After a very short while, you would spot the green barn on the right from Pennington.
I had driven here from Wausau, close to two hours by the time we fed ourselves, and of course I was never sure if I would find the place. So naturally I jumped out of my car and zoomed for a closer shot, not knowing what was ahead of me.
Well there she was, and here was the "driveway." Note to the left under the trees you can sort of see a house. So now I'm a little tense because I'm worried someone lives here and I will be trespassing.
Adding a little fuel to the fire, there is a town address sign still standing, usually indicating someone lives there. But Suzanne did not indicate anyone was still living here, and I've trespassed before, so let's get on in there and see what we see. Worst that can happen is I'll get shot! In the gee whiz column, I now learned the barn is in the Town of Hackett, population 202 at the 2000 census. I'll note the town's web page says the population is 169. At the time of the census, there were 78 families living in the town. The town is only 71 square miles. So it is technically not in Prentice. One more gee whiz. The town is at 1,568 ft. elevation. Nearby Timm's Hill, the highest point in the state, is 1,952 ft. Now you're not in the Rockies, but you are in the Northern Highlands Geographic Province. Madison, the capital, is at 863 ft. This helps to explain the north-to-south flow of so many rivers.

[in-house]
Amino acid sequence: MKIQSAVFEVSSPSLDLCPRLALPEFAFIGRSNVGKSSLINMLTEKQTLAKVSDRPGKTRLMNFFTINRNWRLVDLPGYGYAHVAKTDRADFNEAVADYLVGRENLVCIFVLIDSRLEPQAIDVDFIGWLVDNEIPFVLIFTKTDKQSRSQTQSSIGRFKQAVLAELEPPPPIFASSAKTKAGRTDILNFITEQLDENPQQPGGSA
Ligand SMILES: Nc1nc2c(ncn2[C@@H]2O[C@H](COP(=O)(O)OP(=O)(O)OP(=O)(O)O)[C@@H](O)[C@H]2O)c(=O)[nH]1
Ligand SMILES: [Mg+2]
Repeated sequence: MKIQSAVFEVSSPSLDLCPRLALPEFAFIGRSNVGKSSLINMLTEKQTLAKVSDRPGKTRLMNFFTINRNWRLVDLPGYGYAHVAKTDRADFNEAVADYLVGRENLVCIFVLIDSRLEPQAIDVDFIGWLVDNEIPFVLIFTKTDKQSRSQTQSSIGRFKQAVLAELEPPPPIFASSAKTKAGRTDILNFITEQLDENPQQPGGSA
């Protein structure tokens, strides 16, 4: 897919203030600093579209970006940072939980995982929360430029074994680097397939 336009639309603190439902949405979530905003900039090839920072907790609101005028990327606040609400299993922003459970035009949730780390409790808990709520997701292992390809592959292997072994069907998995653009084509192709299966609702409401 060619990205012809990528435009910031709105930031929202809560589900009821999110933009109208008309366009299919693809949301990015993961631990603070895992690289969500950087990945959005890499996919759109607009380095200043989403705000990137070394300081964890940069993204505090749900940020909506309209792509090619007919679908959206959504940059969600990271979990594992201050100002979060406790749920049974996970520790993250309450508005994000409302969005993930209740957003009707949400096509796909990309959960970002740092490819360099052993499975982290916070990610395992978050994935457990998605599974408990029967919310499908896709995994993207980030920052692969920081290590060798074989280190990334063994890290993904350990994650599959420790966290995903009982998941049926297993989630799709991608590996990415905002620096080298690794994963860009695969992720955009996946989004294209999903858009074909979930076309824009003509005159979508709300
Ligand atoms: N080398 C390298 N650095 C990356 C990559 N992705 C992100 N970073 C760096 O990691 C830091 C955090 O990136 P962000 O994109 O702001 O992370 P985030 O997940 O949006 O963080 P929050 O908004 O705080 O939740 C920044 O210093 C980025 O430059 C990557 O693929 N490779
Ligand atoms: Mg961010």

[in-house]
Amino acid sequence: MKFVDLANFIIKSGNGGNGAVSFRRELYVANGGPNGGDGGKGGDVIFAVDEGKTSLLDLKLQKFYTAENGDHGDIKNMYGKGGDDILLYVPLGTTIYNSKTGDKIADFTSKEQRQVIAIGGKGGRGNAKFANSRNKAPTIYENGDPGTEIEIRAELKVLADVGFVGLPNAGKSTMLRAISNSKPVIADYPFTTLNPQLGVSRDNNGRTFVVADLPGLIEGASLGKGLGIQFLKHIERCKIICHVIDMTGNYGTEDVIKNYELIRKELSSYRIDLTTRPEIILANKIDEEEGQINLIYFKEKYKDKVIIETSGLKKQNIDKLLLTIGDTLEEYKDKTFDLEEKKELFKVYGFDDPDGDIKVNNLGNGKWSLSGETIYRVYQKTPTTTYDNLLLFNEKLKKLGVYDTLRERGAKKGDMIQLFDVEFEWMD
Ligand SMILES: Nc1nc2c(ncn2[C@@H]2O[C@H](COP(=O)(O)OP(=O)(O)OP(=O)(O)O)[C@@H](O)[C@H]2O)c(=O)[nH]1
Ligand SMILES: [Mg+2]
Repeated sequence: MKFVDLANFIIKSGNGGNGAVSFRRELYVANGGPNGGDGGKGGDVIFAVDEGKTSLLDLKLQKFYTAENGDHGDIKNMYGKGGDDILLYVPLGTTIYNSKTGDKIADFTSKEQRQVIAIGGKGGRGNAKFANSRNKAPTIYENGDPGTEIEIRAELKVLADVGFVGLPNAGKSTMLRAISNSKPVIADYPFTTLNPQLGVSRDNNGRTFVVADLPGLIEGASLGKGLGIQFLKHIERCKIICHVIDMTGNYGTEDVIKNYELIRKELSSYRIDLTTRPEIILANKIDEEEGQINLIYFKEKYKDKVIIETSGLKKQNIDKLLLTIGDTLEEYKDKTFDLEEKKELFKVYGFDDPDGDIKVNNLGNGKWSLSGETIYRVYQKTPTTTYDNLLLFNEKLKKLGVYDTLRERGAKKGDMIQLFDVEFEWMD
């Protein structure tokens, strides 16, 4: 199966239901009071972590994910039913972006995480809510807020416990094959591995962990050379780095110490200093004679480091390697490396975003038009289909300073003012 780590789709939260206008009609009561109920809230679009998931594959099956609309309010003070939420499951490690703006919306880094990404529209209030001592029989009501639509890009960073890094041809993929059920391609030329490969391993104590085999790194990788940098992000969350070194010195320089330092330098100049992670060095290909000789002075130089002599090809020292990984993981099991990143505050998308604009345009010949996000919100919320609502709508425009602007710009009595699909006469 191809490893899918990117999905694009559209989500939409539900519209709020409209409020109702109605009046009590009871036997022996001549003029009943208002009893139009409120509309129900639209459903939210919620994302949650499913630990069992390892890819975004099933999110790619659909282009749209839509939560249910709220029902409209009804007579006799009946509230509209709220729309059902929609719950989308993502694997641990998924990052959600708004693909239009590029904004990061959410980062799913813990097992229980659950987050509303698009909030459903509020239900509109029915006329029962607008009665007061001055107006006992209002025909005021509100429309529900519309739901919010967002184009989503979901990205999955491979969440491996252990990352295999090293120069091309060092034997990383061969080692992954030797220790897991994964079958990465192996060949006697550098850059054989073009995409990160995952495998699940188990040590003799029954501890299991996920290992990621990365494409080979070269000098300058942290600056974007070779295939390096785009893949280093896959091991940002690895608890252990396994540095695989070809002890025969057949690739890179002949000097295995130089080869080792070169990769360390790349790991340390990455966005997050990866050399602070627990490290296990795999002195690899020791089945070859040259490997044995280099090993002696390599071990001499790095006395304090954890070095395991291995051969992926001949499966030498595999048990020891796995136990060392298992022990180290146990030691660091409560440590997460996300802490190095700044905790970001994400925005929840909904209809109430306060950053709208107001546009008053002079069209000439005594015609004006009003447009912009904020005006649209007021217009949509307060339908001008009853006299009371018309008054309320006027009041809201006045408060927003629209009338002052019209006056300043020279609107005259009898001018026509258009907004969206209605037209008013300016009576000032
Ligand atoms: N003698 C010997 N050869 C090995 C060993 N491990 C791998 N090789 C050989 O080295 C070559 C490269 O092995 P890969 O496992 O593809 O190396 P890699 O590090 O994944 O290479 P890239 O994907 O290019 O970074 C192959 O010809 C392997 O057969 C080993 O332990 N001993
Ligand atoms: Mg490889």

As I drove up the "driveway" I became more interested in the house than the green barn, at least for the moment. This is a view from the front. Suzanne had told me there was a house here. She said, "it was accidentally built over a spring so the basement always had at least a foot of water which allowed my aunt to keep her food down there to be kept cold enough not to spoil." She went on to say, "Good thing as the kitchen had a wood stove and a hand water pump at the sink." She added, "There was a one car garage, a pig pen, an out house, and a shed for tractors, and then the barn." Julius kept his Ford with rumble seat parked in the garage.
I have to confess it was a very warm day so I wore shorts. Based on previous experiences, I did not want to walk through the high grasses in my shorts looking for those other points of interest, so I did not see them. But here you can see two interesting things. First, there is a fairly new shed in front of the house. Second, there are fairly new windows installed in the house. More on these latter two items in a bit.